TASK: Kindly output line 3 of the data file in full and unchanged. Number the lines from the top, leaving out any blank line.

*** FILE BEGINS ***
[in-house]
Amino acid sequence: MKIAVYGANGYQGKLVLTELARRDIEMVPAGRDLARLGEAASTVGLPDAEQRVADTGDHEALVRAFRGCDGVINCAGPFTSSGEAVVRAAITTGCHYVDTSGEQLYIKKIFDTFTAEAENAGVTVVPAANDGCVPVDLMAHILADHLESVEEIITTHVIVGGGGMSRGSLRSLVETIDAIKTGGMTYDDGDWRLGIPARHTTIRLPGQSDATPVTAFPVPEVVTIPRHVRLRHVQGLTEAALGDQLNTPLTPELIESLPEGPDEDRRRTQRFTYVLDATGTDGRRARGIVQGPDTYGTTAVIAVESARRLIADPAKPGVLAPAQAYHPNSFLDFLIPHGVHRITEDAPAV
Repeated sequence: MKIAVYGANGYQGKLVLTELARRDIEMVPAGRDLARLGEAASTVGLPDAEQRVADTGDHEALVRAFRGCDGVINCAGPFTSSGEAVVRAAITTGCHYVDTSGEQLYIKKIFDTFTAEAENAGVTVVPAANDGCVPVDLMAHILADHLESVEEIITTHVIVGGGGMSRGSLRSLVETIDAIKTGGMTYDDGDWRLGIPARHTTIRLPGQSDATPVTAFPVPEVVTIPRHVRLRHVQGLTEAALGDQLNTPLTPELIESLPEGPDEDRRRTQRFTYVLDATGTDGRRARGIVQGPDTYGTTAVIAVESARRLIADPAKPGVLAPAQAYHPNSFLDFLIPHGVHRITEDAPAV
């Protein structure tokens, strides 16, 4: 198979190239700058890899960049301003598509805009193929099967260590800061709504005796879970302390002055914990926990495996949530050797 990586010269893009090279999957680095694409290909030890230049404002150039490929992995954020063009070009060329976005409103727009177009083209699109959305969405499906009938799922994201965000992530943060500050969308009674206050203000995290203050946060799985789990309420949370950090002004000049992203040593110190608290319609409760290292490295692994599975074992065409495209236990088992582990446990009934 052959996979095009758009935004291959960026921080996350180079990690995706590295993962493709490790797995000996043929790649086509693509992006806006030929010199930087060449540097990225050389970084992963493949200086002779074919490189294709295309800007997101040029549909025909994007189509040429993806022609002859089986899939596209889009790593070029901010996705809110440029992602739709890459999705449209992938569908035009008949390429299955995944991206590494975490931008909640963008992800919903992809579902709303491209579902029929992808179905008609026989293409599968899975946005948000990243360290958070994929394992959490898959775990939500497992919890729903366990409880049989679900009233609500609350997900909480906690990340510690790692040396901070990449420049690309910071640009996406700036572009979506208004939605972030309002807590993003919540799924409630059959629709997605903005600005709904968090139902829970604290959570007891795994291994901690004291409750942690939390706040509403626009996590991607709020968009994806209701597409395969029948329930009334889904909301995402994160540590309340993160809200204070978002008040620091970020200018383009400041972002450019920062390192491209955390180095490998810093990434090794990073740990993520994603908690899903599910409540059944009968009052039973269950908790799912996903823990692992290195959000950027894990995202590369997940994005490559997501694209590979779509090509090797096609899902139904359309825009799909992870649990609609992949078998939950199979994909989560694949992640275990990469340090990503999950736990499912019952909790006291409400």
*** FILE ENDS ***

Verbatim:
Repeated sequence: MKIAVYGANGYQGKLVLTELARRDIEMVPAGRDLARLGEAASTVGLPDAEQRVADTGDHEALVRAFRGCDGVINCAGPFTSSGEAVVRAAITTGCHYVDTSGEQLYIKKIFDTFTAEAENAGVTVVPAANDGCVPVDLMAHILADHLESVEEIITTHVIVGGGGMSRGSLRSLVETIDAIKTGGMTYDDGDWRLGIPARHTTIRLPGQSDATPVTAFPVPEVVTIPRHVRLRHVQGLTEAALGDQLNTPLTPELIESLPEGPDEDRRRTQRFTYVLDATGTDGRRARGIVQGPDTYGTTAVIAVESARRLIADPAKPGVLAPAQAYHPNSFLDFLIPHGVHRITEDAPAV